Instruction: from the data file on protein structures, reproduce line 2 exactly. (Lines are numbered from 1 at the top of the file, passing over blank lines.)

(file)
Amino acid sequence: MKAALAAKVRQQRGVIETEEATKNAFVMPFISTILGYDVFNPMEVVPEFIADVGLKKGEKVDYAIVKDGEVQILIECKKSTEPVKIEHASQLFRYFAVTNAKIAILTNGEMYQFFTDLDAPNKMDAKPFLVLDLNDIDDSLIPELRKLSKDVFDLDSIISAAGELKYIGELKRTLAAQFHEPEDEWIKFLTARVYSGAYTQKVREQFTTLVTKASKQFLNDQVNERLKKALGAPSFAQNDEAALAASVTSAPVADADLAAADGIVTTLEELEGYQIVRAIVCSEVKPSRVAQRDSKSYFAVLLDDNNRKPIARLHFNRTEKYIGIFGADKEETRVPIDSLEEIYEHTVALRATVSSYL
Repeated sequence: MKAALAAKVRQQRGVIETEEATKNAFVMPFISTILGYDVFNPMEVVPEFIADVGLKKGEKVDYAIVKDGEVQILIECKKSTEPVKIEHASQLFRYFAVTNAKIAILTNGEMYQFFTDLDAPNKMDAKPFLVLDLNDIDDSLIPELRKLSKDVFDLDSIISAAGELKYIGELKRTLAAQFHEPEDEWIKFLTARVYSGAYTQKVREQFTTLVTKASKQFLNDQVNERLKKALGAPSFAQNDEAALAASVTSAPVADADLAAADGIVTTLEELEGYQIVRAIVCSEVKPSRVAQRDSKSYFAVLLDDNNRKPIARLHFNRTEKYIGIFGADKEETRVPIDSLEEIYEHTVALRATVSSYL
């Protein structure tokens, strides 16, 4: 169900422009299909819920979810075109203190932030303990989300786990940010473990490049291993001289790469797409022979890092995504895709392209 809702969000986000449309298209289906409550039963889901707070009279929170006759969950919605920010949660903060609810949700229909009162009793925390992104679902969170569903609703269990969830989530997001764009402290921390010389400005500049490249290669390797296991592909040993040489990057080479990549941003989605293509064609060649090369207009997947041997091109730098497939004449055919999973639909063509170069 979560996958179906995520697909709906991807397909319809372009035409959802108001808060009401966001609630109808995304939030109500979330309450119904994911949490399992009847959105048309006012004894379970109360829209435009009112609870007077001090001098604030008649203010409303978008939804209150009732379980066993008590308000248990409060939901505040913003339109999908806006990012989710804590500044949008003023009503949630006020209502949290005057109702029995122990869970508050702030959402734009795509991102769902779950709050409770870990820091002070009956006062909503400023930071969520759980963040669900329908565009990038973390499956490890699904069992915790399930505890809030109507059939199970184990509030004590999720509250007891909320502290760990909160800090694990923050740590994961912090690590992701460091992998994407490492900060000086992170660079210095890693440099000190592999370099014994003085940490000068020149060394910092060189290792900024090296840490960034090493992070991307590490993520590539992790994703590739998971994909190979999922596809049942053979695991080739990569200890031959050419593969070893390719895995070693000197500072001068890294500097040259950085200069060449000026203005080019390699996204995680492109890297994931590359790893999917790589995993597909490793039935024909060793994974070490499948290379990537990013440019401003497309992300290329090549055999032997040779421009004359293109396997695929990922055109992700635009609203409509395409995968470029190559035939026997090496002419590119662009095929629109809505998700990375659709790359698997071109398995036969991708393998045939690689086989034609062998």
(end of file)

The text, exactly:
Repeated sequence: MKAALAAKVRQQRGVIETEEATKNAFVMPFISTILGYDVFNPMEVVPEFIADVGLKKGEKVDYAIVKDGEVQILIECKKSTEPVKIEHASQLFRYFAVTNAKIAILTNGEMYQFFTDLDAPNKMDAKPFLVLDLNDIDDSLIPELRKLSKDVFDLDSIISAAGELKYIGELKRTLAAQFHEPEDEWIKFLTARVYSGAYTQKVREQFTTLVTKASKQFLNDQVNERLKKALGAPSFAQNDEAALAASVTSAPVADADLAAADGIVTTLEELEGYQIVRAIVCSEVKPSRVAQRDSKSYFAVLLDDNNRKPIARLHFNRTEKYIGIFGADKEETRVPIDSLEEIYEHTVALRATVSSYL